A Look at Pre-Earthquake Kashmir
NEAL CONAN, host:
Natural disasters often focus attention on people and places we knew little about before. This week that place is Muzaffarabad, the city near the epicenter of the earthquake in Pakistan. Last week the busy capital of Pakistan's part of Kashmir was home to about 90,000 people. Now it's the dateline for the lead story in every newspaper and newscast around the world. Writer and journalist Victoria Schofield has visited Muzaffarabad on many occasions. She's the author of several books about the region, most recently "Kashmir in the Crossfire: India, Pakistan and the Unending War," and she's with us now from the BBC's Bush House in London.
Very good of you to be with us today.
Ms. VICTORIA SCHOFIELD (Author): Very pleased to be here.
CONAN: Had we visited this town last week, what would we have seen?
Ms. SCHOFIELD: Well, you would have seen a South Asian--an ordinary South Asian town with a lot of buildings, people going about the markets in their rickshaws, a lot of activity. Not an affluent area by any means, but nonetheless people with roofs over their heads and leading a normal life.
CONAN: Is it a charming place? Is it rundown? What?
Ms. SCHOFIELD: No, it's not what you'd call rundown because the people in that part of the world are very proud and they take pride in their houses. It's in the lee of the mountains. It's not the most beautiful part of northern Pakistan, but it's nonetheless very attractive. You have the mountains which lead the foothills of the Himalayas going higher, and you can look over the valleys as well, and so it's, as I say, a typical South Asian town that would have been completely taken by surprise by these events. There has not been an earthquake in that region within living memory, and so I think the people's lives have been absolutely devastated.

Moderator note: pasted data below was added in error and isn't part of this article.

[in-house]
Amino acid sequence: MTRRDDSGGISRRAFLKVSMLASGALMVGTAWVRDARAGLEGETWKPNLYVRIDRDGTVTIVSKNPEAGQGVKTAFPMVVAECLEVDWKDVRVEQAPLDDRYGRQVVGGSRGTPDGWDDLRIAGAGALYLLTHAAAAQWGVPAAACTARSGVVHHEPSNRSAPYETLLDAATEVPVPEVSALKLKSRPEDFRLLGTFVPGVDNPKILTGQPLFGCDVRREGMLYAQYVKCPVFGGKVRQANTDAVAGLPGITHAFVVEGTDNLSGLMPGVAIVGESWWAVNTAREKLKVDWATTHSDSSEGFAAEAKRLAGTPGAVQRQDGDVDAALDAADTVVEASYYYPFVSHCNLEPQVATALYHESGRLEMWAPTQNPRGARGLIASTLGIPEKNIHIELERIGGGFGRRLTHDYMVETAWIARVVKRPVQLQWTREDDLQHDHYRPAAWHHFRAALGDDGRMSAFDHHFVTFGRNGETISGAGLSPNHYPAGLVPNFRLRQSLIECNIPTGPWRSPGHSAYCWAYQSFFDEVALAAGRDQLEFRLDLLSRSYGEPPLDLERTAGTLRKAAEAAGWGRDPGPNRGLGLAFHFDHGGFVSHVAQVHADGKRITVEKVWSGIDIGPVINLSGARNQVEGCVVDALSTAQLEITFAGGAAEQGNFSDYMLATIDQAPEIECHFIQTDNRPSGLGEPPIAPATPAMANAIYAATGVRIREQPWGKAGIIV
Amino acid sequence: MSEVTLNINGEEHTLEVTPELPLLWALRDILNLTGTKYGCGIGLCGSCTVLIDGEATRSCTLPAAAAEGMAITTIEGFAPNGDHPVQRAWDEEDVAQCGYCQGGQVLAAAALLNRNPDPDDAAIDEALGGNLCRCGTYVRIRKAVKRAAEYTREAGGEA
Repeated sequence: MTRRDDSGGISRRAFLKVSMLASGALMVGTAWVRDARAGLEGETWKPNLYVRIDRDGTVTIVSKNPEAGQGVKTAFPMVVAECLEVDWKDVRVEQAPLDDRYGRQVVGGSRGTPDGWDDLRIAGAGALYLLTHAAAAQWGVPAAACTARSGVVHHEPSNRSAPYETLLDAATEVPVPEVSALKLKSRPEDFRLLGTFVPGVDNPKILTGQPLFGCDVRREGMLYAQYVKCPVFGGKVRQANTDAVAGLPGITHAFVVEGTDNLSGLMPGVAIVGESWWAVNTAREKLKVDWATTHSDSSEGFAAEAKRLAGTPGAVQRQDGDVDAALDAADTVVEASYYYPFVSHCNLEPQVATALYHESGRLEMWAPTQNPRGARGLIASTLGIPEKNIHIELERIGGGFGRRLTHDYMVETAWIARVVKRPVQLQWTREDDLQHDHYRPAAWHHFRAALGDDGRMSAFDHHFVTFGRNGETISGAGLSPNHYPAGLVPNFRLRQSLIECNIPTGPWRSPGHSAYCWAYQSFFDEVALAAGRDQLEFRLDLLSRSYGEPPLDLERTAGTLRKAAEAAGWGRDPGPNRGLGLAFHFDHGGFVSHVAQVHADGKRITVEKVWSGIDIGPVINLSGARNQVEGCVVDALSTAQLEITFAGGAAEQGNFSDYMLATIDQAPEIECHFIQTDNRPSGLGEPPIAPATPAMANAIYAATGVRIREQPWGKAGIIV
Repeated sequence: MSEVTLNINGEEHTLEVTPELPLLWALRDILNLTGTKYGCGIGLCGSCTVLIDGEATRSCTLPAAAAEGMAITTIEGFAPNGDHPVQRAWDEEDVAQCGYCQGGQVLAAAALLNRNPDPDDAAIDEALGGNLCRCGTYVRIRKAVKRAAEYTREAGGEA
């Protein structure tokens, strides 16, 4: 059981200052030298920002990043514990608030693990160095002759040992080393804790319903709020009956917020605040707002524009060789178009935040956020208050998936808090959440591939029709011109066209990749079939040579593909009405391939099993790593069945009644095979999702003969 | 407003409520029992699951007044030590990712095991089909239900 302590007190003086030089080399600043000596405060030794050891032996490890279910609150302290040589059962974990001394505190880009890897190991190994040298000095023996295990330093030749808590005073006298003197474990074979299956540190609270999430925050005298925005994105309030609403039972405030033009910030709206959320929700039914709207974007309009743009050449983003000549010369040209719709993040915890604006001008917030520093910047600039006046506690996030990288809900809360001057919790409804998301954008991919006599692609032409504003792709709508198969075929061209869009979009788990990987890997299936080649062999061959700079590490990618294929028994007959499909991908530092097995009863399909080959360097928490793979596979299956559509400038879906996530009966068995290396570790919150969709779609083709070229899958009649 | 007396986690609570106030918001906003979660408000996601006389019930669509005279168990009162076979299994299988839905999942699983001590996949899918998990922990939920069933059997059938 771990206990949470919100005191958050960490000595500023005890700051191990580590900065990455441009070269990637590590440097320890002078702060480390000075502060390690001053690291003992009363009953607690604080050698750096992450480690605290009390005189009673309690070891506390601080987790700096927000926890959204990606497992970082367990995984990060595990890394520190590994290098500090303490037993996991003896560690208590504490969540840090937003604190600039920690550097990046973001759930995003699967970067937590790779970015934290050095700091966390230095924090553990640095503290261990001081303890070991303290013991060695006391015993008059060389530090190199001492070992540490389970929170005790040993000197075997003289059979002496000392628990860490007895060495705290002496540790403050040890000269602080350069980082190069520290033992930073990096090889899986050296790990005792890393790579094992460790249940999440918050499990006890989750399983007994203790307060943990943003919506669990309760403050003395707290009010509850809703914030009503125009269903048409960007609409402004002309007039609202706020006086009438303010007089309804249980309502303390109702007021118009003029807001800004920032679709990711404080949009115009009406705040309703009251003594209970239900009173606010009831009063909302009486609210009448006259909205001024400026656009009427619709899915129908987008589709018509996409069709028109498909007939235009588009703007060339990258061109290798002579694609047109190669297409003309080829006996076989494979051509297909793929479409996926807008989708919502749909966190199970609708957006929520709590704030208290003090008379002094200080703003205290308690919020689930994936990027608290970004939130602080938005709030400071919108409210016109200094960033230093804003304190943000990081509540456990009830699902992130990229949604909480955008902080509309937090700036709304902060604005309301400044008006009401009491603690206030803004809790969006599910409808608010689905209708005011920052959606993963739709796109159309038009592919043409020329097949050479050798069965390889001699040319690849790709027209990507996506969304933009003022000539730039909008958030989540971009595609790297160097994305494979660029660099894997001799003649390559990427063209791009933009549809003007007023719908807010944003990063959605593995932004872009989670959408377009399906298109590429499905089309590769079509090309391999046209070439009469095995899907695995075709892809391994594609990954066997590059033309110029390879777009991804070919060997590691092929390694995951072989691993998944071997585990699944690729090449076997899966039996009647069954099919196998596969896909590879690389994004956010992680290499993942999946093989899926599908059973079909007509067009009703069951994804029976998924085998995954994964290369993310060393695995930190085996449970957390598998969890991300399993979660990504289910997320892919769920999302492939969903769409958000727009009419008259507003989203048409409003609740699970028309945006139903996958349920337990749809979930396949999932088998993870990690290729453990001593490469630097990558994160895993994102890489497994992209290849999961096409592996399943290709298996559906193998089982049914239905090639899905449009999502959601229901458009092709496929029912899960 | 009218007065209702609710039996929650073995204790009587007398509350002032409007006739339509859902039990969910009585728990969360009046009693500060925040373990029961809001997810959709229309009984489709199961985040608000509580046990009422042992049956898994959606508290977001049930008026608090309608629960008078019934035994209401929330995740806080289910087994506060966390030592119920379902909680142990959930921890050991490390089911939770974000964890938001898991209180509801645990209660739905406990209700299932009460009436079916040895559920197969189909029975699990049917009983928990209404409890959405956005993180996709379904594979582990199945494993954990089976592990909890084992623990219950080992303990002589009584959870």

CONAN: Tell us about the people who live there. Who are they? What do they do for a living?
Ms. SCHOFIELD: Well, the area where the epicenter is is what's part--it's called Azad Jammu Kashmir. That's `Free Jammu Kashmir,' according to the Pakistanis. If you look at it from an Indian perspective, it's called Pakistan Occupied Kashmir. It's not officially part of Pakistan, although we are obviously calling it Pakistan, and it--because of this, it's a narrow strip of land that runs--is bordered by two rivers, the Neelum River and the Kumar River(ph) and leading down towards the Jhelum. And this is one of the problems you see, because there's only been one road up towards Muzaffarabad, and that's--when that one road has a landslide, then it makes communication very difficult, and it's very easy to cut it off.
The people themselves have been subjected to a certain amount of uncertainty because, as they say, they live in the disputed part of a state. But they lead ordinary lives in agriculture, in merchandise, in logging--because of the rivers they're able to float logs down the river--and live according to what nature's given them in that part of the world.
CONAN: Mm-hmm. Muzaffarabad is, of course, not alone in this disaster. Many smaller, from this distance anonymous places, in the mountains have been much worse hit, at least in terms of the percentage of the town that's been destroyed.